THE TRIGONOMETRICAL SURVEY
By F. C. Danvers
THE surveys of India may be divided into two classes - viz. the Great Trigonometrical, and the Geological. In connection with the former, other minor operations are undertaken under the title of topographical and revenue surveys, to which we shall refer more particularly in due course.
The idea of a great trigonometrical survey of a country, to be undertaken by the Government of that country, was first conceived by General Watson, at the suppression of the rising in Scotland in 1745. The execution of it was committed to General Ray, and was originally intended to extend no farther than the disaffected districts of the Highlands. The design, however, was subsequently enlarged, and the grand trigonometrical survey of Great Britain and Ireland was projected. Perhaps a more important survey, in some respects, than the British one was that undertaken by the French nation at the period of the Revolution. About that date' the philosophers of France undertook to introduce a great reformation in regard to all those habits and usages of men which have reference to numbers, and everything-lengths, areas, moneys, weights, periods of time, arcs of circles-was to be numbered by tens, hundreds, thousands, &c. The question then came to be, What should be adopted as the basis of this standard, which was designed not only for France, but for the world? This question having been brought to the attention of the Constituent Assembly, it was proposed by M. de Talleyrand, and decreed accordingly, that the Parliament of England should be requested to concur with the National Assembly in fixing a natural unit of weights and measures; that under the auspices of the two nations, an equal number of Commissioners from the Academy of Sciences and the Royal Society of London might unite in order to determine the length of the pendulum which vibrates seconds in the latitude of 45° (as proposed originally by Huyghens), or in any other latitude that might be thought preferable, and to deduce from them an invariable standard of measures and of weights. The Commission named by the Academy had under their consideration three different units, namely, the length of the pendulum, the quadrant of the meridian, and the quadrant of the equator. The length of a quadrant of the meridian having been determined on, the measurement of an arc was entrusted to MM. Mechain and De Lambre, who began their labours in 1792, and thus commenced the trigonometrical survey of France.
The origin of the Great Trigonometrical Survey of India was not unlike that of the first Scottish Survey. After the successful termination of the war with Tippoo Saib, at the close of the last century, Captain Lambton (who had previously served as a surveyor in America, and who joined Her Majesty's 33rd Regiment at Calcutta in the year 1797) brought forward his plan of a geographical survey of part of the territory that had been conquered, and he proposed to throw a series of triangles across from Madras to the opposite coast, for the purpose of determining the breadth of the peninsula in that latitude, and of fixing the latitudes and longitudes of a great many important places, which were believed to be very erroneously determined in the survey previously executed by Colonel MacKenzie. Captain Lambton first submitted his plan to Colonel Wellesley, in whose regiment he had formerly served, who at once sent up the proposal to Government supported by his strong recommendation. Lord Clive was at that time Governor of Madras, and warmly approved of the undertaking, and it was accordingly sanctioned by Government.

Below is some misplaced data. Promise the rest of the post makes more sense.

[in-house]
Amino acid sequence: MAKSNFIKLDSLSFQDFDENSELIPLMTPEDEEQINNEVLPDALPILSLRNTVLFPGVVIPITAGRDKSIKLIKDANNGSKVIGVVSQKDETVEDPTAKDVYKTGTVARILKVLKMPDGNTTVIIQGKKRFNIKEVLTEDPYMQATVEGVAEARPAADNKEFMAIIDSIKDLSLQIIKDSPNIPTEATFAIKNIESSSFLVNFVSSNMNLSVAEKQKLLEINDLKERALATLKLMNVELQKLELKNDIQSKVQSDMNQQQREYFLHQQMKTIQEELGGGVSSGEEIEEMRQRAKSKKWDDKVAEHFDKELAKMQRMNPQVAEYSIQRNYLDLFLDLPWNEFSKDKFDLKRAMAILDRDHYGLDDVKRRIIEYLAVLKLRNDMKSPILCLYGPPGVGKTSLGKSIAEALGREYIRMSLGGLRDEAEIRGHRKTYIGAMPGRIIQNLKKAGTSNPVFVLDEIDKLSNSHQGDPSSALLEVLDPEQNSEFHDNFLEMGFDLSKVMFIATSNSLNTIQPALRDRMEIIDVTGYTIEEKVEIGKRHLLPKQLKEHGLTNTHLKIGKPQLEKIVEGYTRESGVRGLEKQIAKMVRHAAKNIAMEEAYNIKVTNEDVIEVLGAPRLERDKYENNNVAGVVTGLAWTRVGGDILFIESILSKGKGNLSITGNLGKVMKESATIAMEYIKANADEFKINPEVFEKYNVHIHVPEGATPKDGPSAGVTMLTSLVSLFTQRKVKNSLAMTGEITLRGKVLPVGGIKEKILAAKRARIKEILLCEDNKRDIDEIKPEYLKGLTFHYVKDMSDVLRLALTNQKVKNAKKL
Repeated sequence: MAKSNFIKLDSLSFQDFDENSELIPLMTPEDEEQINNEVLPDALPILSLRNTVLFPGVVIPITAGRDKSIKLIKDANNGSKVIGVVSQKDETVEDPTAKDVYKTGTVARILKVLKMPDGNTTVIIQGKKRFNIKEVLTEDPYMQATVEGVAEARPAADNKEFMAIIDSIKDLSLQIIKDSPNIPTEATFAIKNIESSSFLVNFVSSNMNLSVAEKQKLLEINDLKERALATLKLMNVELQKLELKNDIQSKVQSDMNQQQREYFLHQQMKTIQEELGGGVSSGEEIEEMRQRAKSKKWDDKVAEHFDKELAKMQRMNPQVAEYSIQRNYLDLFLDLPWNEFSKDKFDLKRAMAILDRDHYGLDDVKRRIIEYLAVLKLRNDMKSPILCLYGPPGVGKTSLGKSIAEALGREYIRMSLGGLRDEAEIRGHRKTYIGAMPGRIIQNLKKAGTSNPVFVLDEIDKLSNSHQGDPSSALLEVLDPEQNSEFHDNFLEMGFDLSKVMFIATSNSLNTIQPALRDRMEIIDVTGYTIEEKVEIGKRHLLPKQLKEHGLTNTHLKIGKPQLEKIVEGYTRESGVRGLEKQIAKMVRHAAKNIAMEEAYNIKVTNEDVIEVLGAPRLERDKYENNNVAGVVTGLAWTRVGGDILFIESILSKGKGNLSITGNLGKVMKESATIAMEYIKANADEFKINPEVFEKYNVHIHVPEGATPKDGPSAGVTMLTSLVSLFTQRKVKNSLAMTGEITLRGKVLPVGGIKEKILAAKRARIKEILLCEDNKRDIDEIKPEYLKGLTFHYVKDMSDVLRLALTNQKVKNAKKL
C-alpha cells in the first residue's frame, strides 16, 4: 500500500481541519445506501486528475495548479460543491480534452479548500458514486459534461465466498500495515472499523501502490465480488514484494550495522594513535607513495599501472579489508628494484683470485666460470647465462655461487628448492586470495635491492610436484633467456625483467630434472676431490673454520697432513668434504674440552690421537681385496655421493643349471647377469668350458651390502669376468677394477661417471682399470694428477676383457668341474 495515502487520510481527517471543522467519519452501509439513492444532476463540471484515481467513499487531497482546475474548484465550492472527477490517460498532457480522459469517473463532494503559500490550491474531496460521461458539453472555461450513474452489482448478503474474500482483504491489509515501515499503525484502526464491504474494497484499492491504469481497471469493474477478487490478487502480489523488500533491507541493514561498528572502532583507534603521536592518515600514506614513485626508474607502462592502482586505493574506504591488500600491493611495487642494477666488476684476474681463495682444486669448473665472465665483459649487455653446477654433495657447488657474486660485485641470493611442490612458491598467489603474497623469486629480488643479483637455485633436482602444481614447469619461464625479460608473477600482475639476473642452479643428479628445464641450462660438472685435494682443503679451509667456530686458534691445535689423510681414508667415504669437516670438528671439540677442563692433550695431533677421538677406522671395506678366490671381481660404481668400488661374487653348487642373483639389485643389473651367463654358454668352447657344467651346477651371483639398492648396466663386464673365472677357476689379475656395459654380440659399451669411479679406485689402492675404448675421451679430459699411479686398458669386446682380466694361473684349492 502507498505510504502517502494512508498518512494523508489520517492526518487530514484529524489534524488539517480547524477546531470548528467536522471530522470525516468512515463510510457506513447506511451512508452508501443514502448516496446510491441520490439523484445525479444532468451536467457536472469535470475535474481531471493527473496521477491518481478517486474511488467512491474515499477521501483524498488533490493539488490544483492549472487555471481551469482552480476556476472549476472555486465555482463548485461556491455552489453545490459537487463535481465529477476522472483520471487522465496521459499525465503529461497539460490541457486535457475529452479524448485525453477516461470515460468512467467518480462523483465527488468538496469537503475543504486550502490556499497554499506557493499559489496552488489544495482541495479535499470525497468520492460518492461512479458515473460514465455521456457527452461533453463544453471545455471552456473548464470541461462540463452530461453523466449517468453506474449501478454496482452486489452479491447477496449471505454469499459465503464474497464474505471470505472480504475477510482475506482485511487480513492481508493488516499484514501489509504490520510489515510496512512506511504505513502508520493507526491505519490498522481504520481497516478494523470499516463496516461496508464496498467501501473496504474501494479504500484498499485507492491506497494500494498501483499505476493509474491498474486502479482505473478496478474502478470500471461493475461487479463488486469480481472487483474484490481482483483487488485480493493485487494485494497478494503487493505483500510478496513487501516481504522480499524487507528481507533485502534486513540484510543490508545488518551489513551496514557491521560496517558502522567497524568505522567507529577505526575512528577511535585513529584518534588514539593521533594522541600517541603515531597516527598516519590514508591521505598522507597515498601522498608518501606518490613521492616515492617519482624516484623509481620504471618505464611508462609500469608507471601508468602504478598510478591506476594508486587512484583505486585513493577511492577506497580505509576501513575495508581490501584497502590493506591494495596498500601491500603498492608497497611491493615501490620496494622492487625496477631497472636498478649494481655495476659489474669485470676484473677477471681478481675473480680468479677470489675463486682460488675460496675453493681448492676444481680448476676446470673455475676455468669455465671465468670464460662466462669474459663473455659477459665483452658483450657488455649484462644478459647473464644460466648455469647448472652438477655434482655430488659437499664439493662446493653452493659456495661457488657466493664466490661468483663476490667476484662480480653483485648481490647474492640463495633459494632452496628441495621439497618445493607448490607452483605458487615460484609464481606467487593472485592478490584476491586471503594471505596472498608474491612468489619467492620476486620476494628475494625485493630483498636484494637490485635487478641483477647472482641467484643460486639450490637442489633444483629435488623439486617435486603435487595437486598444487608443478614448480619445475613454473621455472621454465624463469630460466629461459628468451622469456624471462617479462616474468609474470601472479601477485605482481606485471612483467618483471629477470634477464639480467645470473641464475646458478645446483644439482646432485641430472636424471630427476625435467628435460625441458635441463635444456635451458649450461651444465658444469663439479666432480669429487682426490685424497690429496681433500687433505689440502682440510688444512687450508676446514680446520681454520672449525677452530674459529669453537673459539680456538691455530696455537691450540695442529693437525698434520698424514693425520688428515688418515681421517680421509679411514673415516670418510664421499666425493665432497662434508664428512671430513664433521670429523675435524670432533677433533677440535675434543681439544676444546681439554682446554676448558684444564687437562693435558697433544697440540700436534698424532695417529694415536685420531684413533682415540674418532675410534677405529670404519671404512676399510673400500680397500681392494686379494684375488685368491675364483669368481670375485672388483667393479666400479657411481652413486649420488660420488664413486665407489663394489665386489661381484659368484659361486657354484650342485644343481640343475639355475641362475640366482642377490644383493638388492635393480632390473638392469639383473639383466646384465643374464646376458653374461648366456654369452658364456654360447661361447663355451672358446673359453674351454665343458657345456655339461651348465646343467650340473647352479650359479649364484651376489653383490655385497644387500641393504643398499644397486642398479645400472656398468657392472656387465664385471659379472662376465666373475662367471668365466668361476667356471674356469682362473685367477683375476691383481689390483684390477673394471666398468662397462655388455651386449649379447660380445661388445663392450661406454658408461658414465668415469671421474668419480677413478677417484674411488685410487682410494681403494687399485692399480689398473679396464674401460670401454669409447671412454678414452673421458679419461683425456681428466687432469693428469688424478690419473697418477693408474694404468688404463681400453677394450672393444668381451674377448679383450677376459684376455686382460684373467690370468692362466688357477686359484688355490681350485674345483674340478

The first base line measured by Colonel Lambton WM on the Table-land of Mysore, near to Bangalore. The chain used by him was one of blistered steel, constructed by Ramsden, and precisely similar in every respect to the one used by General Roy in measuring his base of verification on Rumney Marsh. It consisted of forty links of 2 1/8 feet each, measuring in the whole 100 feet, at a temperature of 62°, and fitted with two brass register heads, with a scale of 6 inches to each. This chain, it appears, had originally been sent with Lord Macartney's embassy as a present to the Emperor of China, and having been refused by him, it was made over by his Lordship to the astronomer, Dr. Dinwiddie, from whom it was purchased. The measurement of this base line was commenced on the 14th October 1800, and completed on the 10th December following. Its total length was 7.4321 miles.